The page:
• Rebounding: This will be a primary focus. Zach Auguste was good for about 35-to-40 percent of Notre Dame’s rebounds at 10.7 per game. Bonzie Colson averaged 6.7 rebounds playing 25.3 minutes per game.
If Colson becomes a consistent enough player to log 30-to-32 minutes per game, he can be a guy that averages in the nine-rebounds-per-game range. But he doesn’t take full advantage of his bulk by consistently putting a body on opponents in the paint, and his best basketball has come early in the season, not late, in each of his first two years in the program.
The Irish need some length behind Colson’s seven-foot wingspan on his 6-foot-5 body, and this is where the greatest questions arise.
Torres likely is never going to be a heavy minutes guy, but his time for a more extended role appears to have arrived. He’s a banger and a warrior that has assets, albeit limited.
Word from the practice floor is that Geben can be a terror. But he still looks too heavy without a lot of bounce and predominately a below-the-rim player.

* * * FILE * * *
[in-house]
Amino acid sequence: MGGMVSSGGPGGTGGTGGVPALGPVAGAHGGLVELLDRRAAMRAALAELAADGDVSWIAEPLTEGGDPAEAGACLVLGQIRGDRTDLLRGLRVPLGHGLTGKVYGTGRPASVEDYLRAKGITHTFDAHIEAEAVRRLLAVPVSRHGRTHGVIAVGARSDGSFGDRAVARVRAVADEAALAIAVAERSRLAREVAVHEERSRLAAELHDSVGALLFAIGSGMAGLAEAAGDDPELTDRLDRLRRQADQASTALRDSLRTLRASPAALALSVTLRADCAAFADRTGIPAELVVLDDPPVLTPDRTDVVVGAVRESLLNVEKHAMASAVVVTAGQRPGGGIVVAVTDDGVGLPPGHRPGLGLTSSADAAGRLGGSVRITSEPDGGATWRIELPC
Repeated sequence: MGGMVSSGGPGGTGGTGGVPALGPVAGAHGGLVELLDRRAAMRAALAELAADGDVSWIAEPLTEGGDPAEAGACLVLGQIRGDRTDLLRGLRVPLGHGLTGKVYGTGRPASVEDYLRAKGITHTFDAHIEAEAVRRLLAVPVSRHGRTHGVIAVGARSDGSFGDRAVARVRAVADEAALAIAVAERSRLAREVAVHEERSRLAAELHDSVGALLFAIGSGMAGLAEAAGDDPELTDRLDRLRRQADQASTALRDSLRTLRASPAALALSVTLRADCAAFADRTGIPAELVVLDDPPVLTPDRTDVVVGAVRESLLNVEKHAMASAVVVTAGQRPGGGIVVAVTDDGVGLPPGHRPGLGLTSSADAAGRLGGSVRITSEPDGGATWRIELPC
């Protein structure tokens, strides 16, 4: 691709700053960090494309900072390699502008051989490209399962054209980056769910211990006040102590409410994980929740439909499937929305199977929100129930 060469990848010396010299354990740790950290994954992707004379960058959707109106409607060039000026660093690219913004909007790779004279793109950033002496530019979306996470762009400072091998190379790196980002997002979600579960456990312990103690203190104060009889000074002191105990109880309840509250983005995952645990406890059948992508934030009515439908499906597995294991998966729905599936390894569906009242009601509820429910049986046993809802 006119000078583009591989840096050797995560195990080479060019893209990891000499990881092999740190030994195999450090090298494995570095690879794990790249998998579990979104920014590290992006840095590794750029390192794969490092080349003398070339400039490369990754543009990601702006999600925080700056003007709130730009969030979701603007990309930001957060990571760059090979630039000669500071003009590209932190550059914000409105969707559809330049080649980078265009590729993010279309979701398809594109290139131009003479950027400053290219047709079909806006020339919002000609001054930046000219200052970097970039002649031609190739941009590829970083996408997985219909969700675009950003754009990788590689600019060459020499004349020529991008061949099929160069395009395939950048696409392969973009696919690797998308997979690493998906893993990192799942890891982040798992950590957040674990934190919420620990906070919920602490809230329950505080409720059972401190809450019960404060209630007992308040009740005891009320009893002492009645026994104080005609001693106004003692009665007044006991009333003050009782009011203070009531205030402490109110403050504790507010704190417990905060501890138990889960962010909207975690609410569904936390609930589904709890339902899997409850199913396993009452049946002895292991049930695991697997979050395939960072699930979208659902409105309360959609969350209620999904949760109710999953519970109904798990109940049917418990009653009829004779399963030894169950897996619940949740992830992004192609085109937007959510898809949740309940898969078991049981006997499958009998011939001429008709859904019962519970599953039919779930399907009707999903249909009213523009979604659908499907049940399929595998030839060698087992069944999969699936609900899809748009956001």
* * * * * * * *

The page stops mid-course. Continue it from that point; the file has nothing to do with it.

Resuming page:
Can Geben adapt to a four-around-one model? Does he have the footwork to get up and down the court, plus the hops to contend with ACC frontline athleticism? From the outside looking in, it doesn’t appear so.
Burns is a promising-looking prospect who sat out the season following micro-fracture knee surgery. At 6-foot-9, he’s put together well. His high school tape indicated the ability to play above the rim. The Irish sure could use this kid to begin playing to his potential because his upside among the unproven bigs is likely the greatest.
Mooney looks like a below-the-rim banger, which is needed. He also might be the best player on the roster at boxing out underneath, which is a perennial program shortcoming.